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Horse Articles :: Horse Show Hunters
English riding is divided into a variety of disciplines,
or styles or riding. From pleasure riding to competitive events,
each of these disciplines is unique and has its own set of
priorities and requirements. One of the most common disciplines
in North America is the hunters.
Once hunters were based on the sport of fox hunting. Several
horses and riders would follow the hounds across country to
chase down foxes. While this sport is alive and well, the
modern show hunter is a completely different type of horse.
The early show hunters were solid animals, suitable for both
the ring and the fields. They were cherished for their versatility
and athleticism. A good hunter was expected to be calm and
rideable, yet be athletic enough to make it around a series
of jumps without undue stress for horse or rider.
As time passed judges began placing the finer, fancier animals
higher in the classes than the old-style often less flashy
horses that were better suited to racing across uneven fields
in the foxhunt. Thoroughbreds and Thoroughbred crosses became
highly popular in the ring because of their lighter build,
long stride and athletic ability. Soon the hunter ring was
filled with bay thoroughbreds and the heavier field hunter
type was rarely seen.
Modern hunters are generally solid horses who are refined,
but still have substance. They are prized for their long,
low movement with as little knee action as possible. With
three clean gaits and a long, relaxed carriage they appear
to be gentle, relaxing horses to ride.
So what is a show hunter exactly? A hunter division is divided
into four classes, three over fences and one on the flat.
There are specific divisions for children of various age ranges,
for ponies of different heights, for green or experienced
horses, for amateur riders and for professional riders. Each
division is set at a specific height that is designed to suit
the expected ability level of horse and rider.
Over fences the horse is judged on a smooth, even way of going
with effortless jumping ability that does not throw the rider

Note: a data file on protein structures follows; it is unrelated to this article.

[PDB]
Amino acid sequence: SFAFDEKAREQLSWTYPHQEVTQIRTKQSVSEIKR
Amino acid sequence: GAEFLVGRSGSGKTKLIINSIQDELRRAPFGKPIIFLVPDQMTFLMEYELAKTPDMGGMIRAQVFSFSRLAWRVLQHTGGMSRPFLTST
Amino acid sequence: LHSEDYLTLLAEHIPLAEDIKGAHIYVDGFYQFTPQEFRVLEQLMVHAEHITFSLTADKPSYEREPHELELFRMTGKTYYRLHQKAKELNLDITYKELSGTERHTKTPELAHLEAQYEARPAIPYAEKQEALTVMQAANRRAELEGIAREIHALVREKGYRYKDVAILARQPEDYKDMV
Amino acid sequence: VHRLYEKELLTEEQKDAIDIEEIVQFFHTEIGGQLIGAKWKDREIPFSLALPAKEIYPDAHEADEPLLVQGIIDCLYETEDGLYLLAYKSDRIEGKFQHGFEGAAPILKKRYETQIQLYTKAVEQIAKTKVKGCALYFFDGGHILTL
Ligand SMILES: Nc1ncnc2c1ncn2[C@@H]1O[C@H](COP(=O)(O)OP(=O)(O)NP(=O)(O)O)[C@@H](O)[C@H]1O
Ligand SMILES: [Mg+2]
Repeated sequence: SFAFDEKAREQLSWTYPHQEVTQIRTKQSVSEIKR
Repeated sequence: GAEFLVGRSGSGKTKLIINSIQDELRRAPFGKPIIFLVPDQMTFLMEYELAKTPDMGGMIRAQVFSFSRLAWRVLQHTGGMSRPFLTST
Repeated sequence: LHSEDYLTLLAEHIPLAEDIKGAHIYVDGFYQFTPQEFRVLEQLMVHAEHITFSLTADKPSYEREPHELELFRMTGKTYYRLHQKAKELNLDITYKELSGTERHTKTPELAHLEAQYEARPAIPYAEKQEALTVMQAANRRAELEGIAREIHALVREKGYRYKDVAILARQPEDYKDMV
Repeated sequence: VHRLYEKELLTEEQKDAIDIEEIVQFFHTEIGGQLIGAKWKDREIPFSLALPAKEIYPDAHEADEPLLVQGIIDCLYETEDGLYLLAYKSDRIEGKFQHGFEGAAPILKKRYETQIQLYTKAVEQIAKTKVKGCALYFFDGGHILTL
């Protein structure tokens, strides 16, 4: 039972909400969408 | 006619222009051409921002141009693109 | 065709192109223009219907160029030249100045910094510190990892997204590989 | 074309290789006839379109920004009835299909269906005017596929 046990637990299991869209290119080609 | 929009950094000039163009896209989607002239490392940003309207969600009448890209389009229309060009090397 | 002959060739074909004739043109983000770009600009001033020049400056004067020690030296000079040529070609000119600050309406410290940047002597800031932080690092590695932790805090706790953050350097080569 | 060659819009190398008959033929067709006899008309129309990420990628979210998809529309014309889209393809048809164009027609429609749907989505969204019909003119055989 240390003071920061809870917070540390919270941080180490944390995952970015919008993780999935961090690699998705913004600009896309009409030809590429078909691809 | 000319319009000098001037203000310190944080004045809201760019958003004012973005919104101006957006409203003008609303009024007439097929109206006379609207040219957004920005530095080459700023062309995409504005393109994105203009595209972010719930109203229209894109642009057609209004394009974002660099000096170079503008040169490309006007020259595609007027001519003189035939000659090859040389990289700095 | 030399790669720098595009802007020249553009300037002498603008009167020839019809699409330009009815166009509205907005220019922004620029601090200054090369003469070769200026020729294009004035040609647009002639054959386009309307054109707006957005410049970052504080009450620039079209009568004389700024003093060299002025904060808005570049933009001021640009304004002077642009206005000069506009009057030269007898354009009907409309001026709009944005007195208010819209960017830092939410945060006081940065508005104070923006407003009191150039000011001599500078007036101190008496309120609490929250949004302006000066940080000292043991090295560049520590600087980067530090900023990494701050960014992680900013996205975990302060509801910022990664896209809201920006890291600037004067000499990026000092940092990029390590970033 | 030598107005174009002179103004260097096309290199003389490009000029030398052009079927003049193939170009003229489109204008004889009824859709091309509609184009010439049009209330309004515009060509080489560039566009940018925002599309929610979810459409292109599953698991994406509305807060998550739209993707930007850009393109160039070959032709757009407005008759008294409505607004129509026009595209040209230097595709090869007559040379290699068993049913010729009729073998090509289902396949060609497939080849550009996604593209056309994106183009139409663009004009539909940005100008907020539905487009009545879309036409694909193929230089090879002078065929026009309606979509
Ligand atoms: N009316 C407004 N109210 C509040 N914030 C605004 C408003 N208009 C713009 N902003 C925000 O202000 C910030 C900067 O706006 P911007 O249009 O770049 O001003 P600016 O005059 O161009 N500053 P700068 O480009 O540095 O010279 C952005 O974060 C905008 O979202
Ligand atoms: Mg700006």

out of the saddle. The horse is expected to canter the course
with an even 12' long stride (slightly shorter for ponies).
The horse should not speed up or pull back from the jumps
as it approaches them. Each jump is judged individually on
the horse's style as it goes over the jump. Ideally the horse
should jump with a nice bascule that utilizes the horse's
back and arcs the horse over the fence in a nice, smooth line.
With tight knees that are even in front the horse should stretch
its head and neck over the fence bringing its knees up towards
the chin. The hindquarters should follow smoothly with tight
hocks and form without undue effort. Observers should get
the impression that the entire performance is effortless.
Between the fences the horse should be calm and relaxed. Turns
should be made with wide, smooth corners. Speed is not a priority,
so the softer, more even way of going will always pin over
a fast, choppy ride. The ideal carriage of the horse varies
from judge to judge, but generally the horse should be long
and relaxed with its head slightly above the vertical so it
can see ahead of itself in order to approach the fences.
Courses are designed in a combination of straight lines, bent
lines, single jumps and diagonals. The plan is generally quite
simple and easy for horse and rider to follow. When looking
at the jumps themselves, they are generally painted in natural
colours and are designed to look like things that you might
find when riding out in the fields.
On the flat, horses are judged on the quality of their movement,
which should be long and low, with little knee action. If
the horse has a little "float" to their stride it will catch
the judge's eye. Transitions should be smooth and immediate.
At no point should it look as though the horse is giving its
rider a hard time, nor should the rider show signs of difficulty
in the ride. While equitation is not a priority, a rider who
can "sit pretty" will show a horse to better advantage compared
to a sloppy, yet effective rider.
While some people ridicule show hunters as being boring and
easy, there is a lot of training and riding skill that goes
into a top hunter. Admittedly hunter jumping is not nearly
as trying or complicated as jumping for the jumper ring, but
a truly excellent hunter has every bit as much talent as a
Showing in the hunter ring is a great way for riders to get
started in the horse show world. By building up good habits
over fences and on the flat both horses and riders set up
a solid foundation for more strenuous competition in the long
run. It is a great discipline for riders with confidence issues
with many lower-level divisions available.
The show hunter ring is highly competitive and can be a great
direction to focus your riding skills. While the higher levels
can be very expensive, the lower levels can be enjoyed with
just about any horse and by just about any english rider.
About the Author
Philippe Wiskell is a writer for HorseClicks, classifieds